Students should be allowed a certain number of "holiday" days, whereof they may "use" to celebrate their holidays. Students who use more than that should be charged with "absent" for those additional days. Students who use less might get some benefit (I haven't thought this through, but maybe some extra time off).

Students who intend to use "holiday" days should be required to provide a calendar to the school at the beginning of each school year that indicates which days the student will be absent. Then, the school administrators can determine class and teacher scheduling on those days.

2:00 PM  
Anonymous bsci said...

This is really a non-issue. I'm fairly sure every public institution allows both student and teachers to take off religous holidays without penality. The fight is about days where the whole school shuts down for a religous holiday (i.e. Christmas).

In most of the country schools don't shut down for Jewish holidays, but in district where 1/5 of the teachers and students will be gone due to a religous holiday, it becomes a bigger hassle to keep school running than to shut it down. I'm sure that if there are districts in the country with a sizable muslim population attending or teaching at public schools, the districts either do shut down or are considering it.

5:07 PM  
Blogger Sarah said...

I'd have absolutely no problem with a public school closing for a Muslim holiday if they showed that a certain percentage of teachers or students would be out that day.

Conversely, I don't hold it against a school system if they stay open on Yom Kippur, if there are only a handful of Jewish kids there (though I'd want the kids to be able to take off with no penalty).

It all comes down to demographics. At Barnard, I wrote an article in the college newspaper about this, saying basically that at, say, the University of Arkansas, there is no reason to give off for Rosh Hashanah and Yom Kippur. But at Barnard/Columbia, where the fact that they hold classes WREAKS HAVOC for EVERYONE, students and faculty alike, it's just ridiculous to hold classes just so they can be "equitable." Population realities are population realities.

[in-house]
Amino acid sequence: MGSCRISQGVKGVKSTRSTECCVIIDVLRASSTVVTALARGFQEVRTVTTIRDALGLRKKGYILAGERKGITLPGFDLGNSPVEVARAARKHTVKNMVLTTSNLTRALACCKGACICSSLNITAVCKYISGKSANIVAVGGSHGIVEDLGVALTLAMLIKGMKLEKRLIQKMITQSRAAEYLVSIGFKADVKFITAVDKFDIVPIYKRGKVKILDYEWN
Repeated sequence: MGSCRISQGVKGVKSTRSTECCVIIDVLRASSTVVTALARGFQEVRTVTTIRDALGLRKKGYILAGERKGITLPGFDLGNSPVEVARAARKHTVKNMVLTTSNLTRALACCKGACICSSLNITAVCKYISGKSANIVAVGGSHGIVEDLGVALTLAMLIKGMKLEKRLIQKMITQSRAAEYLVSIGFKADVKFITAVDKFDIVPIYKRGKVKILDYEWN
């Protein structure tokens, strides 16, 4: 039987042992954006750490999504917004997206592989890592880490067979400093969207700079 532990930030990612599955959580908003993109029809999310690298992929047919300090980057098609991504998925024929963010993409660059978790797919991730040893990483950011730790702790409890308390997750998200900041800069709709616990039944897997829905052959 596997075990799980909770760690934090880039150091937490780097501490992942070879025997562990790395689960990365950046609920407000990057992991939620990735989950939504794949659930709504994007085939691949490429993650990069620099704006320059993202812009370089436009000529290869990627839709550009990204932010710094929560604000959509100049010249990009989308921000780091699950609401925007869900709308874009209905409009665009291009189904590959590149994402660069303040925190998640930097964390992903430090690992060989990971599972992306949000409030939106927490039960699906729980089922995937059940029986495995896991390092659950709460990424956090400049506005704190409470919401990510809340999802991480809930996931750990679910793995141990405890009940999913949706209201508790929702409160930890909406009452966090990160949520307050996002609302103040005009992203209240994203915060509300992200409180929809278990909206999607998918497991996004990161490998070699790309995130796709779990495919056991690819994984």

That's why I didn't complain when companies closed down for Christmas. It may be uncomfortable for me, but it's best for the "team."

6:22 PM  
Blogger AnySara said...

Not every public institution is so progressive. I imagine that by now they've changed their policy, but when I taught in Greensboro, NC, the local school district allowed students to have up to 12 absences per year - any more and the student wouldn't pass that grade. Imagine a year when all the yamim tovim fall on weekdays... It was a problem for some of the Conservative kids who were actually observant there.

On the other hand, the school district in Ann Arbor, MI, has a progressive policy in which they have all the religious holidays on the calendar and label them with a system to show whether or not they are "off-school" holidays. A five star holiday means "off-school" - i.e. all the Yom Tov days are five star holidays. Chanukah, which nobody reasonably takes off for, has a lower star rating. They have done this for religions and holidays I've never even heard of. And people in the frum community continue to bash liberals... silly. ;)

11:57 PM  
Anonymous Anonymous said...

Hamas Militants Storm Palestinian TV Facility


the nutjobs are out of control

2:23 AM  
Blogger Chana said...

Nope. TBSS, STBY... Too Sad, So Sad, S(tinks) To Be You.

4:40 AM  
Blogger Conservative Apikoris said...

The Times quoted him as adding that the decision to have Jewish holidays adopted as vacation days was economic, since it is too costly to hire substitutes for all the observant Jewish teachers.

That may have been valid 40 or 50 years ago, but is it still valid today?

Which means the best policy is to set an objective threshold of teacher and student populations that would apply to any religious group, and review the population numbers on a regular basis.

If the percentage of Jewish teachers and/or students is declining, then it may well be appropriate to not have these days for official holidays.

Anyway, why should anyone care about what a public school system does, after all, aren't day schools/yeshivas the only place where Jewish kids should be educated?

11:50 AM  
Anonymous Anonymous said...

Muslims are always whining about something when they don't get their way. So in other words the muslims want their holiday on the calender, but the jewish holiday dropped? If the jewish can't have theirs on the calender, then why should the muslims be allowed to have their holiday reconized?

4:32 AM  
Anonymous Anonymous said...

Seems like a bunch of people here are against Muslims and afraid to just flat out say it.

They only want the Jewish holidays dropped since there's are not allowed to be added, even though the United States, and the planet earth has far more Muslims than it does Jews.

3:01 PM